CORRECT I was eighteen. The next morning I was to start for the West to make my fortune.

A comma does not mark the end of a sentence.

RUN-ON Fausto went to church, he put twenty dollars in the basket.

CORRECT Fausto went to church, and he put twenty dollars in the basket.

There are several ways to revise run-on sentences:

• You can make two sentences. In the first run-on above, adding the period after eighteen clears up the confusion.

• You can add a comma and the coordinating conjunction and, but, or or.

RUN-ON Fausto got an orange while he was eating, a dog walked up and sniffed his leg.

CORRECT Fausto got an orange, and while he was eating, a dog walked up and sniffed his leg.

Writer's Workshop Follow-up:


Take out your essay supporting a position, and exchange papers with a classmate. To spot run-ons, try reading your partner's essay aloud. As you read, you will probably pause where one thought ends and another begins. If you pause at a place where there is no end punctuation, you may have found a run-on sentence. Underline any run-ons you find, and suggest a revision for each. Exchange essays again, and revise any run-ons your partner found in your writing.

language Handbook


See Revising Run-on Sentences, page 761.



See Language Workshop CD-ROM. Key word entry: run-on sentences.

Try It Out

Copy the following paragraph onto a separate sheet of paper, and revise it, correcting any run-on sentences.

Gary Soto's love of reading made him want to be a writer, he didn't start trying to be a writer, until he went to college. As a student in Catholic school, he wanted to be a priest when he went to public school he wanted to be a barber. He discovered poetry in college he says he was "hooked for good" on writing.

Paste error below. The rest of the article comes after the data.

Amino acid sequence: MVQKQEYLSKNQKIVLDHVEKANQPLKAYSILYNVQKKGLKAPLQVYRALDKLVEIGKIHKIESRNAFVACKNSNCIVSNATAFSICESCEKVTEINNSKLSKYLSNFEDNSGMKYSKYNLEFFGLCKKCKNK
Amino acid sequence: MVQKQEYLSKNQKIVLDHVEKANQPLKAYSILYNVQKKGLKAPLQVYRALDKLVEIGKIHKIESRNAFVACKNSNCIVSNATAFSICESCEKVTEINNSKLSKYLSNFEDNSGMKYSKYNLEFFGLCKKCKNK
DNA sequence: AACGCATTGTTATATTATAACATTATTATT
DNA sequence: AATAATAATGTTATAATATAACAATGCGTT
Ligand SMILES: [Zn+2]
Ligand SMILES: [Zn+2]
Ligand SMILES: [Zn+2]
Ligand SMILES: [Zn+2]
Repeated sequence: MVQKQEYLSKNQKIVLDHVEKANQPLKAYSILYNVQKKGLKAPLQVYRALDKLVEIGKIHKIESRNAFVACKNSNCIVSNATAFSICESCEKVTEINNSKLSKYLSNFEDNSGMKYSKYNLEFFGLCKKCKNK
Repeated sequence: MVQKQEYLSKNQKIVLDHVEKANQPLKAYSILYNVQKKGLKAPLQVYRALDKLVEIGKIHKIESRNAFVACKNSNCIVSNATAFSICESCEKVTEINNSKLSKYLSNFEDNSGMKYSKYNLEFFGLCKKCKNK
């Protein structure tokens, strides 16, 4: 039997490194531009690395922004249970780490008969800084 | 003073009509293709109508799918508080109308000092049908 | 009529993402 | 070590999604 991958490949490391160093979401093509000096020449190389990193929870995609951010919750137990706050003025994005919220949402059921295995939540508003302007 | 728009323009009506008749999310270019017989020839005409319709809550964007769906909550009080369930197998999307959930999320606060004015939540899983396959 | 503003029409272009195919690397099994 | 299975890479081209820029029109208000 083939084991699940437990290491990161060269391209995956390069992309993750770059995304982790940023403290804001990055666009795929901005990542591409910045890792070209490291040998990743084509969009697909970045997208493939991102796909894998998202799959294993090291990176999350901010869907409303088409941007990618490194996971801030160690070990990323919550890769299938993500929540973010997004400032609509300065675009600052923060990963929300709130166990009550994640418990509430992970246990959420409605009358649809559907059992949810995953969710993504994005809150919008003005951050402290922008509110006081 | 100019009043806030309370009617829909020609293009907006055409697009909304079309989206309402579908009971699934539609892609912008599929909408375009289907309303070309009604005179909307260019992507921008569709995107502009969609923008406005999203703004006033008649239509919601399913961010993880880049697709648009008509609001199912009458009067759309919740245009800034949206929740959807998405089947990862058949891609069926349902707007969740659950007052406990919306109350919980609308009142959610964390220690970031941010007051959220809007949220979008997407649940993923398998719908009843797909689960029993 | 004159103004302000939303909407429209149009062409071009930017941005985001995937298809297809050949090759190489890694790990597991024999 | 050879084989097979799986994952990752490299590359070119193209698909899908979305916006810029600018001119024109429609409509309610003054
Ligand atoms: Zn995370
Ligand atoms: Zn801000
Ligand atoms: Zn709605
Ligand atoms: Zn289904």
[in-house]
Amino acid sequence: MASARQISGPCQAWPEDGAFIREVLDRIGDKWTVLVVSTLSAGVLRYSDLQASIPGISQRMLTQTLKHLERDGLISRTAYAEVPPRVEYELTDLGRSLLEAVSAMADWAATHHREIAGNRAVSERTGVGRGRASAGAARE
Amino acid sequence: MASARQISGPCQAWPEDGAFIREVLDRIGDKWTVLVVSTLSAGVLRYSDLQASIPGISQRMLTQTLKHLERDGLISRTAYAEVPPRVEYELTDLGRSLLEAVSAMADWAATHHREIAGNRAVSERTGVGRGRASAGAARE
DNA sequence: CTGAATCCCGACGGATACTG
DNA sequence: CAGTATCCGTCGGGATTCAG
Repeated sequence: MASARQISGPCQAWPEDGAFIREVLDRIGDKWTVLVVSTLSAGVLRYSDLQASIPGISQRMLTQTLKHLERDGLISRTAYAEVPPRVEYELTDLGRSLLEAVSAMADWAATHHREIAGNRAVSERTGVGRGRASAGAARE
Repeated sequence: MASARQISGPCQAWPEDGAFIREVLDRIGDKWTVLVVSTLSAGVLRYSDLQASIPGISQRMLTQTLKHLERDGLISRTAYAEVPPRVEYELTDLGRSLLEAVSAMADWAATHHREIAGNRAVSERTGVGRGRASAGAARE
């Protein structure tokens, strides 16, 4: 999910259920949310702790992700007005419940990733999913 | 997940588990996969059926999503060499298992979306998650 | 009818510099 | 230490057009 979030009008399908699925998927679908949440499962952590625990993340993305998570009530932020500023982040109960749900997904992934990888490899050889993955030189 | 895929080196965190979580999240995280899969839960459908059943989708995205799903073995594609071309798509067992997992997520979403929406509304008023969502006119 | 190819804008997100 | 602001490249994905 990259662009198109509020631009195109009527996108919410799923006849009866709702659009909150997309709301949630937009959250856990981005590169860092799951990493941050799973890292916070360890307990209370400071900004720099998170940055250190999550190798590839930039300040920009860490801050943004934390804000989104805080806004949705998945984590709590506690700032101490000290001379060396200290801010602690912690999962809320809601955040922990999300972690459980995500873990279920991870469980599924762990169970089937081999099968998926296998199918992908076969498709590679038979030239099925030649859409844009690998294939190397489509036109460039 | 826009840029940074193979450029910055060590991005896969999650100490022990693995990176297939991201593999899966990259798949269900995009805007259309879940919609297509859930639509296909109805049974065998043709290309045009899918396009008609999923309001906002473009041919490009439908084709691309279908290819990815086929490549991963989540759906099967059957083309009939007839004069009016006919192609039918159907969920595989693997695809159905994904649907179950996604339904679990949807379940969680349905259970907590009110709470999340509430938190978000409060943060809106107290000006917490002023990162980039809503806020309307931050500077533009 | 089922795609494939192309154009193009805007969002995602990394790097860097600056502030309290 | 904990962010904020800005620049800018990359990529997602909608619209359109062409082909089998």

Reading for Life

Evaluating a Persuasive Message


In the paragraph on the right, students at juniper Academy tell why they think wearing school uniforms is the right thing to do. Do you find their message convincing? Use the following strategies to evaluate this and any other persuasive writing.


Identify the writer and the main idea.

• Who is the writer (or writers), and what special expertise or interest does he or she have in the topic?

• Does the writer clearly state a position on the issue? How much does the writer know about the subject? Can you believe what he or she says?

Analyze the writer's perspective, or point of view.

• Does the writer present more than one point of view, or is the writing slanted toward one side of the argument?

• Does the writer give convincing reasons to support his or her position?

Evaluate the writer's choice of words.

• Does the vocabulary fit the purpose and the audience?

• Does the writer use loaded words (words that call up strong feelings, like greatest or rotten) to make a point?

Using the Strategies

I . What is the subject of the paragraph by the students at juniper Academy? Describe how the writers' perspective, or point of view, affects what they have to say.

2. Give three reasons to support wearing uniforms.

3. Find two or three words or phrases in the last two sentences that could be considered loaded words.

4. Did the paragraph convince you? Why or why not?

Extending the Strategies

• Read an editorial in your school paper or local newspaper. Evaluate the message, using the strategies you've just learned.